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Between Sahara and Sea : Africa in the Roman Empire / David J. Mattingly
Ouvrage
Appartient aux collections: Jerome lectures, 26
Publication: Ann Arbor : University of Michigan press, 2023 Description: 1 vol. (XXIV-717 p.) : illustrations, plans, cartes ; 27 cmCollection : Jerome lectures; 26th seriesISBN: 9780472133451.Langue: AnglaisPays: Etats-Unis Auteur principal: Mattingly, David J., 1958-...., Auteur Résumé: Between Sahara and Sea: Africa in the Roman Empire challenges orthodox views of the story of Africa under Roman domination. It presents a new framework for understanding this and other territories incorporated in the Roman Empire. Based on decades of research in North Africa, David Mattingly’s book is a cleverly constructed and innovative account of the history and archaeology of ancient North Africa (roughly equivalent to Morocco, Algeria, Tunisia, and Libya) from the first century BCE to the third century CE. He charts a new path toward a bottom-up understanding of North African archaeology, exploring in turn the differing material cultures and experiences of the Roman communities of the military and the urban and rural areas. Regional and societal differences emerge as significant and of long duration in the fascinating story of one of the most important sectors of the Roman Empire. (Source : Jacquette) . Item type: Ouvrage List(s) this item appears in: MOM - 0 - Nouveautés - Décembre 2023 | MOM-HCL-Année 2023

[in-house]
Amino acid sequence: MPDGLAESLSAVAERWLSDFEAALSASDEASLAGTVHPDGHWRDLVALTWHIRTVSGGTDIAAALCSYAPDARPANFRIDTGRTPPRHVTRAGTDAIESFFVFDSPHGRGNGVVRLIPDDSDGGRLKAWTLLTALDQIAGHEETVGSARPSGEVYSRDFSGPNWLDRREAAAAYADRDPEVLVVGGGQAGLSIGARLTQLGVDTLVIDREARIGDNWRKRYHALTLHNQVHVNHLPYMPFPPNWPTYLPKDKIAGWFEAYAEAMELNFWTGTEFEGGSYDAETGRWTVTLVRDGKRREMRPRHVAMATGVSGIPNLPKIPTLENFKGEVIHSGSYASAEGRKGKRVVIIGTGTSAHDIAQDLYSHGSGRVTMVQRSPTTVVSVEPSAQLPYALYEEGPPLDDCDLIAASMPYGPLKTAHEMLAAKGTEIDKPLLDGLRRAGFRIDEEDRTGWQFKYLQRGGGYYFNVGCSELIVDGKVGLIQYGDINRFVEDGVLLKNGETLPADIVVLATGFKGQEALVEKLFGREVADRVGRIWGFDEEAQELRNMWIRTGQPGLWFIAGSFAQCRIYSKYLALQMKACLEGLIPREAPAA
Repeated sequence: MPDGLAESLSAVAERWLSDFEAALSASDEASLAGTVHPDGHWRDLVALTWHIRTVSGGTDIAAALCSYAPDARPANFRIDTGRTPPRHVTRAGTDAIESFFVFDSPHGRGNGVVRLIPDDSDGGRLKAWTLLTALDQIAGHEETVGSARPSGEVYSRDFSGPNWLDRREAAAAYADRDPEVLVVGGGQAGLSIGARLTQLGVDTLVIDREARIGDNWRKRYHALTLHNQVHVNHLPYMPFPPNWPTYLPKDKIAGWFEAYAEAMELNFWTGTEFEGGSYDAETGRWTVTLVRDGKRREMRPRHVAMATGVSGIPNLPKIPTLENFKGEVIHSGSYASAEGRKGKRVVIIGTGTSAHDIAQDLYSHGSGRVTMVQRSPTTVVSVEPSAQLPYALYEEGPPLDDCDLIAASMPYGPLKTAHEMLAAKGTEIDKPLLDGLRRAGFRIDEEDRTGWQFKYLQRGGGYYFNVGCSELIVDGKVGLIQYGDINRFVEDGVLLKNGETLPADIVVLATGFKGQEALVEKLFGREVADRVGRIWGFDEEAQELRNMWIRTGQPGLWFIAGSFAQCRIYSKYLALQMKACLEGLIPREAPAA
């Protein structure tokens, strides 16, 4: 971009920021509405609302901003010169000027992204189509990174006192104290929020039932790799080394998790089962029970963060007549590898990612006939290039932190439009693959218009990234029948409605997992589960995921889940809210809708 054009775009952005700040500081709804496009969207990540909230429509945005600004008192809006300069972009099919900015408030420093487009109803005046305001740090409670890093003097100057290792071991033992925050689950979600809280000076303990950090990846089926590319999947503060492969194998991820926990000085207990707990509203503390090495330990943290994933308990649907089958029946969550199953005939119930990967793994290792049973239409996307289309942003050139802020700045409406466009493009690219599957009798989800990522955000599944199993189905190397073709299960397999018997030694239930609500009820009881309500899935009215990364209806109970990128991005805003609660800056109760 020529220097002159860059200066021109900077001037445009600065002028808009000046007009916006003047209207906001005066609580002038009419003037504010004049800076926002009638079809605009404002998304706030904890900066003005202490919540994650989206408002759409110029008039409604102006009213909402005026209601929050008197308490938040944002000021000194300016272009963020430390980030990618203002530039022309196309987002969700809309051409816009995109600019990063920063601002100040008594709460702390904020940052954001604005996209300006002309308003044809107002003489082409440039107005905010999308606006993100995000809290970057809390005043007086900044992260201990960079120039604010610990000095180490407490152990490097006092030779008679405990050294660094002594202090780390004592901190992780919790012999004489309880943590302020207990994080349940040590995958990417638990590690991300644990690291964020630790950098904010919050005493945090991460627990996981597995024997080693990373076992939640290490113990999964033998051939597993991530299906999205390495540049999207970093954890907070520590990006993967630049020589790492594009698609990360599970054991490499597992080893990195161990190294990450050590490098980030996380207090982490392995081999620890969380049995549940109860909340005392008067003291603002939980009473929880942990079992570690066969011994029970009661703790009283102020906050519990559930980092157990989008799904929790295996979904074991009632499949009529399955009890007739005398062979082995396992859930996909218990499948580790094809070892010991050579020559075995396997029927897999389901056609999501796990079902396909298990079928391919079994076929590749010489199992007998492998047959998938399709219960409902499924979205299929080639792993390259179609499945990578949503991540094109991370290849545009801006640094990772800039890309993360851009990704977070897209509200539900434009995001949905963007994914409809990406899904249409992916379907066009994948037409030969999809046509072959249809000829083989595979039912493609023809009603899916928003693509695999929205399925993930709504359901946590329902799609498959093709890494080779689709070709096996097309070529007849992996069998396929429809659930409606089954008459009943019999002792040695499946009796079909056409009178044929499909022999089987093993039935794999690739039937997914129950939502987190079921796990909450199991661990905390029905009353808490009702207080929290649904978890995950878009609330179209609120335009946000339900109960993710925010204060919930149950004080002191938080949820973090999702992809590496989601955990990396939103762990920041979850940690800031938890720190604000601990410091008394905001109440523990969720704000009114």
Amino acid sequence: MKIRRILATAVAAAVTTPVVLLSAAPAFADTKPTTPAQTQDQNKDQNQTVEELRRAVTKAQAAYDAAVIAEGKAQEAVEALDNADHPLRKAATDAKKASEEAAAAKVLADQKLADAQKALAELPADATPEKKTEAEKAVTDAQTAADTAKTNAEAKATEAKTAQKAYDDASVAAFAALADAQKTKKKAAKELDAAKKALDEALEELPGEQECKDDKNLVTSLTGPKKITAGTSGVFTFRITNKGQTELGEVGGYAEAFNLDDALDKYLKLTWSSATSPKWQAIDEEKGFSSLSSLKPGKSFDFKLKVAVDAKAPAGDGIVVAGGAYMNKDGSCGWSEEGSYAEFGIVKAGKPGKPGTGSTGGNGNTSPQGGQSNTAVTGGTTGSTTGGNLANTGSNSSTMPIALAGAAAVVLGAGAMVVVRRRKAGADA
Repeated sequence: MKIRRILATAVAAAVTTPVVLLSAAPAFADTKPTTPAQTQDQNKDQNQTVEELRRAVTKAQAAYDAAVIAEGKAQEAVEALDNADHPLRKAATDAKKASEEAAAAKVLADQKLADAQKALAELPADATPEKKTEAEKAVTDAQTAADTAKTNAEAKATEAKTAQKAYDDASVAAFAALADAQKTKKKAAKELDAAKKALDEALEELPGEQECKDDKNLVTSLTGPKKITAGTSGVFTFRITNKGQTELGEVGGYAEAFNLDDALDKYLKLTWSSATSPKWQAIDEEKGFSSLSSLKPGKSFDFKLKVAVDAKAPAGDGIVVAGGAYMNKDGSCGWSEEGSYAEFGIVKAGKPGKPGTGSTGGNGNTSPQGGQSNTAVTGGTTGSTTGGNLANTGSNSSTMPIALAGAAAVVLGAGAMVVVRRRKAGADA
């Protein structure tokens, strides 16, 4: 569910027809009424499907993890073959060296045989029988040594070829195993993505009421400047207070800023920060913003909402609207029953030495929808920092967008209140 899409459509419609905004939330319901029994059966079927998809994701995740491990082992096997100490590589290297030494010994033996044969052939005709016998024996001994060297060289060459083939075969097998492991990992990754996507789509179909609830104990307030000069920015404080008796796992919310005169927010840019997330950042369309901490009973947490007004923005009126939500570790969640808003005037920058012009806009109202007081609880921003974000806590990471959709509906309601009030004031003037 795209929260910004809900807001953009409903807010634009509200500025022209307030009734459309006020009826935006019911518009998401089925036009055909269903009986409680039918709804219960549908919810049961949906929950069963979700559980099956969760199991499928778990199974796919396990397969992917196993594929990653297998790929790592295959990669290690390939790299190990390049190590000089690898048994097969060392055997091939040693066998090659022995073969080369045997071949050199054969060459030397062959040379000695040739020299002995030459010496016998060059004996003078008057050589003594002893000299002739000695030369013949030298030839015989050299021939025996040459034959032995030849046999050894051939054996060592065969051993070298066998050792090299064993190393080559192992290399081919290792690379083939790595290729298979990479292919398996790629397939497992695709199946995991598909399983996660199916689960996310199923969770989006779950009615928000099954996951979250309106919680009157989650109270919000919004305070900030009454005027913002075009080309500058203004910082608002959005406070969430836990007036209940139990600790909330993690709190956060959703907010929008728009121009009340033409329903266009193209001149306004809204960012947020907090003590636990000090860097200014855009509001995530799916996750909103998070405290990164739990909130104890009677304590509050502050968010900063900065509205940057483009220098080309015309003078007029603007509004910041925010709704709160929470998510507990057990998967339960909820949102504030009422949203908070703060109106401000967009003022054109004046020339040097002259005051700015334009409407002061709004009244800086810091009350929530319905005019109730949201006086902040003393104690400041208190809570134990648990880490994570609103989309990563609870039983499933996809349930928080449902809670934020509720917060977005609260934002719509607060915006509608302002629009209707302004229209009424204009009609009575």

Holdings
Current library Collection Call number Status Date due Barcode
Lyon : MOM - Bibliothèque de la Maison de l'Orient et de la Méditerranée Libre accès Papier HCL DT170. M3 2023 (Browse shelf(Opens below)) Available 145564

Bibliogr. p. [589]-697. Notes bibliogr. Index p. [699]-717

Between Sahara and Sea: Africa in the Roman Empire challenges orthodox views of the story of Africa under Roman domination. It presents a new framework for understanding this and other territories incorporated in the Roman Empire. Based on decades of research in North Africa, David Mattingly’s book is a cleverly constructed and innovative account of the history and archaeology of ancient North Africa (roughly equivalent to Morocco, Algeria, Tunisia, and Libya) from the first century BCE to the third century CE. He charts a new path toward a bottom-up understanding of North African archaeology, exploring in turn the differing material cultures and experiences of the Roman communities of the military and the urban and rural areas. Regional and societal differences emerge as significant and of long duration in the fascinating story of one of the most important sectors of the Roman Empire. (Source : Jacquette)

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